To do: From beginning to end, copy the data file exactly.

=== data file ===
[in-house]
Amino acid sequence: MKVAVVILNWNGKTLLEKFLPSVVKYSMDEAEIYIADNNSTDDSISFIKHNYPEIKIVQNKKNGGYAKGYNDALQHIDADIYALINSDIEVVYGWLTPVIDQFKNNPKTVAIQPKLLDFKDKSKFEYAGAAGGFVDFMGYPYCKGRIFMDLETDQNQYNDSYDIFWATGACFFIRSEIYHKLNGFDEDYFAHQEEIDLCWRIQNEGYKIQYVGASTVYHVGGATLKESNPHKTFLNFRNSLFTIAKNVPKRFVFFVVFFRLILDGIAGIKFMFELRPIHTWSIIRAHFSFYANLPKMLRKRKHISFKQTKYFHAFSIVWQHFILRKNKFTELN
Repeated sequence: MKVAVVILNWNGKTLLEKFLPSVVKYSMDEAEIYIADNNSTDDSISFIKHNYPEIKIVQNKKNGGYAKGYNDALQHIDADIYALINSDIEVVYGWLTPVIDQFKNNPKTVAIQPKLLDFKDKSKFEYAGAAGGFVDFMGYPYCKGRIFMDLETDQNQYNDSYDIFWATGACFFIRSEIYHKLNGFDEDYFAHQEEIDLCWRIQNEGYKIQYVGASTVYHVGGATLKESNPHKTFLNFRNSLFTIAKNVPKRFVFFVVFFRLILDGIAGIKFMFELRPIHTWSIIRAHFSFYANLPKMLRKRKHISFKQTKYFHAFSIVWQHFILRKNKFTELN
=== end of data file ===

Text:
[in-house]
Amino acid sequence: MKVAVVILNWNGKTLLEKFLPSVVKYSMDEAEIYIADNNSTDDSISFIKHNYPEIKIVQNKKNGGYAKGYNDALQHIDADIYALINSDIEVVYGWLTPVIDQFKNNPKTVAIQPKLLDFKDKSKFEYAGAAGGFVDFMGYPYCKGRIFMDLETDQNQYNDSYDIFWATGACFFIRSEIYHKLNGFDEDYFAHQEEIDLCWRIQNEGYKIQYVGASTVYHVGGATLKESNPHKTFLNFRNSLFTIAKNVPKRFVFFVVFFRLILDGIAGIKFMFELRPIHTWSIIRAHFSFYANLPKMLRKRKHISFKQTKYFHAFSIVWQHFILRKNKFTELN
Repeated sequence: MKVAVVILNWNGKTLLEKFLPSVVKYSMDEAEIYIADNNSTDDSISFIKHNYPEIKIVQNKKNGGYAKGYNDALQHIDADIYALINSDIEVVYGWLTPVIDQFKNNPKTVAIQPKLLDFKDKSKFEYAGAAGGFVDFMGYPYCKGRIFMDLETDQNQYNDSYDIFWATGACFFIRSEIYHKLNGFDEDYFAHQEEIDLCWRIQNEGYKIQYVGASTVYHVGGATLKESNPHKTFLNFRNSLFTIAKNVPKRFVFFVVFFRLILDGIAGIKFMFELRPIHTWSIIRAHFSFYANLPKMLRKRKHISFKQTKYFHAFSIVWQHFILRKNKFTELN